Note: This advice is given by the CAP Executive about non-broadcast advertising. It does not constitute legal advice. It does not bind CAP, CAP advisory panels or the Advertising Standards Authority.

Although some toothpastes and home-use kits can legitimately claim to “whiten teeth”, the Copy Advice team is increasingly coming across tooth whitening being offered by beauticians and clinics. Tooth whitening carried out by non-dental professionals could be illegal. Clinics not employing dentists or dental hygienists and dental therapists with the necessary skills, should check with the GDC.

Marketers making product performance claims should ensure they are supported by appropriate evidence and that they are relevant and meaningful to the consumer. The ASA upheld a complaint about an ad that claimed the product could whiten teeth by three shades because the advertiser was unable to substantiate the claim (Church & Dwight UK Ltd, 17 October 2012). Another marketer stated, "Teeth whitening kit. Instant results in up to eight shades whiter." However, the ASA considered that the methodology of the study and consequently, the significance and reliability of its results were not adequate to support the teeth whitening claims. Among other things, the ASA was concerned that the study was not blinded and no control group existed (Fdd International Ltd, 11 June 2014).

More generally, the ASA upheld a complaint about an ad for ‘Sensodyne True White’ because it had not seen evidence that the product had a perceptibly greater whitening effect than the brand’s ‘non-whitening’ toothpastes. While the ad did not feature any explicit comparative claims along these lines, the ASA Council considered that consumers were likely to understand from the brand name and accompanying ‘whitening’ claims, in the context of toothpastes designed for sensitive teeth and other toothpastes on the same website that did not feature whitening claims, that the product was particularly effective at whitening teeth and would infer that the toothpaste was able to whiten teeth to a perceptibly greater extent than Sensodyne toothpastes that were not marketed as ‘whitening’ (GlaxoSmithKline Consumer Healthcare (UK) Trading Ltd, 28 March 2018).  The ASA will always assess ads on a case-by-case basis, and it may be possible for an ad for whitening toothpaste to not convey such an interpretation to consumers.  However, this ruling suggests that the ASA Council may be likely to regard advertisements for such products to contain an implied claim that the toothpaste will have a perceptibly greater whitening effect than the same brand's non whitening toothpastes.  Marketers are, therefore, best advised that the ASA Council may expect to see evidence that shows that the whitening efficacy of a toothpaste claimed to be ‘whitening’ is perceptibly greater than the brand’s ‘non-whitening’ counterparts.  In the absence of this, even general ‘whitening’ claims – including those in the product name - could risk of being found in breach of the Code.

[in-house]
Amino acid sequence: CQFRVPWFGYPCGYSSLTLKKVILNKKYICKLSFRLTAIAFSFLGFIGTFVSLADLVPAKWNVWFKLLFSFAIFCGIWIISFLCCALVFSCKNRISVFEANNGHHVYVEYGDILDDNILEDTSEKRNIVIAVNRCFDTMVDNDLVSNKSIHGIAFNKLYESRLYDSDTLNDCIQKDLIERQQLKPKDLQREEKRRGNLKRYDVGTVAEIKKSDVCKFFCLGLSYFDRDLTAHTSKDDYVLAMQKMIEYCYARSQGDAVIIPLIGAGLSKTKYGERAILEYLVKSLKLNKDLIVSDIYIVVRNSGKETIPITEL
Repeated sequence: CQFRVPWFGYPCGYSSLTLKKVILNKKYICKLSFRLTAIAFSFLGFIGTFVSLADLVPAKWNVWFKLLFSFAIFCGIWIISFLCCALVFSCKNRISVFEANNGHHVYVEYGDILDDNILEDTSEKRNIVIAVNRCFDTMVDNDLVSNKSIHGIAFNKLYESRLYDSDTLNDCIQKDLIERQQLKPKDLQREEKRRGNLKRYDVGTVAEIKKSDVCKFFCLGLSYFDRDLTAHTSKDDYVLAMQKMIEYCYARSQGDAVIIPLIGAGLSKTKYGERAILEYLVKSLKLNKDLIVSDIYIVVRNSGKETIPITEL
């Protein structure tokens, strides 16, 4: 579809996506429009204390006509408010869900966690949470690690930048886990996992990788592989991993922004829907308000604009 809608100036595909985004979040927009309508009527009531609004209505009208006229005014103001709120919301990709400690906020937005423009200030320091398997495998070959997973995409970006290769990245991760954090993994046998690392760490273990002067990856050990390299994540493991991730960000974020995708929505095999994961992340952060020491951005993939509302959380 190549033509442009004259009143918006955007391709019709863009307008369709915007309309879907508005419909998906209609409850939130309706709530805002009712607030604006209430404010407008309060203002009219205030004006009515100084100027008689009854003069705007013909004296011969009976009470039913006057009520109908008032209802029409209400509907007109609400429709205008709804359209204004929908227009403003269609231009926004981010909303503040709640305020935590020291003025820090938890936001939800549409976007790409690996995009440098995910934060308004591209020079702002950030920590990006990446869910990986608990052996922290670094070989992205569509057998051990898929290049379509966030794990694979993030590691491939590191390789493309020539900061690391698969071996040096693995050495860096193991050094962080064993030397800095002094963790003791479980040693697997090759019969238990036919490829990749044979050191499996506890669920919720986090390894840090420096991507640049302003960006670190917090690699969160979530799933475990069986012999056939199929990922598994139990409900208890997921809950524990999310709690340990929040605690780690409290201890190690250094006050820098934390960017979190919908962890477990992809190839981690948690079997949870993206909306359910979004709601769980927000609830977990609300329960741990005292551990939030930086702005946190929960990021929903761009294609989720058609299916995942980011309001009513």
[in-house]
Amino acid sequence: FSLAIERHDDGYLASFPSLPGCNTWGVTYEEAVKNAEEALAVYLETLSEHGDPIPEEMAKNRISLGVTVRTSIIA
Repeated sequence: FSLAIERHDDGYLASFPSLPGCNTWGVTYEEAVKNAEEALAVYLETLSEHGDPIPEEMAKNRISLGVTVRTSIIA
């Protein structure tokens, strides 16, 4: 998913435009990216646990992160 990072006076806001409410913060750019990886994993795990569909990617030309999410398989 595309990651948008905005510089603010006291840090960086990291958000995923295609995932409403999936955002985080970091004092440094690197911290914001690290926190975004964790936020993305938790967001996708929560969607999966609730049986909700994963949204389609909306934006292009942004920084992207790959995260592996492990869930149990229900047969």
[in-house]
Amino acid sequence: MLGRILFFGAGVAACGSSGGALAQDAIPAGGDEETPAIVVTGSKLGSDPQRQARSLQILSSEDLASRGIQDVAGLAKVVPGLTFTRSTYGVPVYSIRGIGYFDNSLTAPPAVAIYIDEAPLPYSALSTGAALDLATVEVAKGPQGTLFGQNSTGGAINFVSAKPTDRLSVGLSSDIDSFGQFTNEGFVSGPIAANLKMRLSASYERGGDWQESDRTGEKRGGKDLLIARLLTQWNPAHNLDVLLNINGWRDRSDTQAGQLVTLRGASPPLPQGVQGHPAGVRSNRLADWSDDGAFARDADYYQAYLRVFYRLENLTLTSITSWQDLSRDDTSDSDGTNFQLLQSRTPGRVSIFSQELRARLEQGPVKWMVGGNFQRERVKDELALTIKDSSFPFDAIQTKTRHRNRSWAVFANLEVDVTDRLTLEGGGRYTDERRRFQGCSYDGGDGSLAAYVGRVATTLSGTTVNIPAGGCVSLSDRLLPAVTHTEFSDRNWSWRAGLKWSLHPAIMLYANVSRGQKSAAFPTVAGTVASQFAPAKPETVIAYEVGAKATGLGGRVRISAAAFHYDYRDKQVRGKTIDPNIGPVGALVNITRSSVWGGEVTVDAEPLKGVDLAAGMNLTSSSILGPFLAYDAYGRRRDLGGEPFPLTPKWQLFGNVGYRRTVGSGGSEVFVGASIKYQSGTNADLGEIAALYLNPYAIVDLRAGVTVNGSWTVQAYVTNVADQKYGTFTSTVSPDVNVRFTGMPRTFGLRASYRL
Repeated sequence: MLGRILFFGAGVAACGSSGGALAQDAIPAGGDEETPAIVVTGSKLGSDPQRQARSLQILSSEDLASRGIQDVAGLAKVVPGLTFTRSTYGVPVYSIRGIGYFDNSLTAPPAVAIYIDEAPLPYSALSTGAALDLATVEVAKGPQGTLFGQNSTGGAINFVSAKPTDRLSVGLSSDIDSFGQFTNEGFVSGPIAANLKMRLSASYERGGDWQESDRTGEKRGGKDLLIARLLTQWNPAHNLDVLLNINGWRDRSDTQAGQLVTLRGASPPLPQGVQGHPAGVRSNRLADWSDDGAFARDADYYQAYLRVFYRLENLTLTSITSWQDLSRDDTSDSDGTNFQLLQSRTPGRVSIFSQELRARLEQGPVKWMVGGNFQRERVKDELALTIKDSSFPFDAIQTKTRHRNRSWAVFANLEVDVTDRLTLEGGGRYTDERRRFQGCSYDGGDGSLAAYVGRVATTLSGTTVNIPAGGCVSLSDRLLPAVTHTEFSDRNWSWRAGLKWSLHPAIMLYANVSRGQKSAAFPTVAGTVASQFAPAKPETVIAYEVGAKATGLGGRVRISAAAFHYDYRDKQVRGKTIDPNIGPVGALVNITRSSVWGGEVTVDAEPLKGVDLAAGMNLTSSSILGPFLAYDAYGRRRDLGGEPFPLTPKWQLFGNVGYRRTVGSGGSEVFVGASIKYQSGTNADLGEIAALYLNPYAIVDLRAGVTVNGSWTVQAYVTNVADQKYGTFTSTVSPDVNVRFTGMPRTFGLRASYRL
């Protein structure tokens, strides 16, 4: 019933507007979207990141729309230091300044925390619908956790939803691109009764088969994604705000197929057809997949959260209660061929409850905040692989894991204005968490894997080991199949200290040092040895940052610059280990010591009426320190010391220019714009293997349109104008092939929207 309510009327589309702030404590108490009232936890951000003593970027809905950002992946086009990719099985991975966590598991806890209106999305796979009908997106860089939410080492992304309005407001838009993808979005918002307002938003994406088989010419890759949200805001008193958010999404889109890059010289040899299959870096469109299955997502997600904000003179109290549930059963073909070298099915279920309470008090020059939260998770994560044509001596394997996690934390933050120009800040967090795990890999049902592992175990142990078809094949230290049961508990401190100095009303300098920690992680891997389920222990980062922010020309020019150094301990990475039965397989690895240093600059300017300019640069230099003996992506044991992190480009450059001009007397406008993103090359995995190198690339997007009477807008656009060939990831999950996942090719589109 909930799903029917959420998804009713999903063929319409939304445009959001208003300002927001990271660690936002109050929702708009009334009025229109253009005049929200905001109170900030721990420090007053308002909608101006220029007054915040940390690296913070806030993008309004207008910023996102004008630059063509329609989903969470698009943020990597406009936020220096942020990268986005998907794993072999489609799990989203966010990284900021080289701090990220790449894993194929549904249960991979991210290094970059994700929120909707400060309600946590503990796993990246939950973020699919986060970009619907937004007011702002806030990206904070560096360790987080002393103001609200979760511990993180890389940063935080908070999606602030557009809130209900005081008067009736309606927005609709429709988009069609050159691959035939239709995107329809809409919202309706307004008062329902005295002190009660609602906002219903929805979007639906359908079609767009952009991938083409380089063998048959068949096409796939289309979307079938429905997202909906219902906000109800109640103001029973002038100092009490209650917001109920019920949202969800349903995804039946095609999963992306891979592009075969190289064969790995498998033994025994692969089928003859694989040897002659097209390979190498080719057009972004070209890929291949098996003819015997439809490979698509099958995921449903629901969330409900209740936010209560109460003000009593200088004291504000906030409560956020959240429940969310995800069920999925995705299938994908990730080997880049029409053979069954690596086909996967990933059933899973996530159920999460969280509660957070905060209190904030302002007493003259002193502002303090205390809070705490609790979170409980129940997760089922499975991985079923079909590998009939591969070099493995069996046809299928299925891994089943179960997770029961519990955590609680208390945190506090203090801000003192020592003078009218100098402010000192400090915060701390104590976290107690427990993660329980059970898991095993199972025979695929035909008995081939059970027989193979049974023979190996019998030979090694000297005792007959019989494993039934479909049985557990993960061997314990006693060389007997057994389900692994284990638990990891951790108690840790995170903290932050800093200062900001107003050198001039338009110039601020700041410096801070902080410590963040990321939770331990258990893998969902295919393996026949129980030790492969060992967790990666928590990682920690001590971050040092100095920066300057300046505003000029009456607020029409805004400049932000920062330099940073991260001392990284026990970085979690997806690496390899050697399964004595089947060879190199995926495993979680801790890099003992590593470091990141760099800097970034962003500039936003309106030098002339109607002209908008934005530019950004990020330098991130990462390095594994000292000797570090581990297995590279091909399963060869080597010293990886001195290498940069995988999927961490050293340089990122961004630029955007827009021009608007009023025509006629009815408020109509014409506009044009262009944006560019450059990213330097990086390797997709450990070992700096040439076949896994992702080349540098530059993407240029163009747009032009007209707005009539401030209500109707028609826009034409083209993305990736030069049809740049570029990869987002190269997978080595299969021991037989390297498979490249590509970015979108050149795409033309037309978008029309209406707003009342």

Marketers should be able to show that whiter teeth are the result of the product and not digital manipulation (Procter & Gamble Ltd, 20 November 2013, Procter & Gamble Ltd, 5 December 2012). See the Help Note on the use of production techniques in cosmetics advertising which sets out the principles which marketers should consider when creating marketing material in relation to the application of pre and post-production techniques.

The ASA ruled against one ad which stated, “... removes stains in just 1 minute, with over 90% of staining removed during a 5 minute period ... A recent study conducted at Bristol University Dental School proved that Beverly Hills Formula whitening toothpaste removes stains in just 1 minute …” because the advertiser was unable to provide robust scientific evidence to prove that the product could remove stains within this time frame, including how the removal of stains had been measured. The ASA also considered that the ad misleadingly implied that tests had been conducted on all of their products, which was not the case (Purity Laboratories Ltd, 10 October 2012).

An ad should not imply that a whitening treatment involves lasers or that a procedure is used by dentists when it is not (, 19 October 2011, AllWhite3000 Ltd, 22 June 2011). See Lasers: General

Marketers promoting savings claims for tooth whitening services should be able to provide evidence that their service was sold at the “was” price (Laser Cosmetics Ltd, 12 June 2013). Evidence might consist of sales invoices for example, which demonstrates that the treatment was previously sold at the stated price, before a discount was applied (MyCityDeal Ltd, 26 June 2013, AllWhite3000 Ltd, 22 June 2011).

Marketers should be familiar with the Department for Business Innovation & Skills (BIS) Pricing Practices Guide, because the ASA and CAP will take this into account when reviewing price statements.

See also ToothpasteSensitive teeth, and Cosmetics: The use of production techniques 

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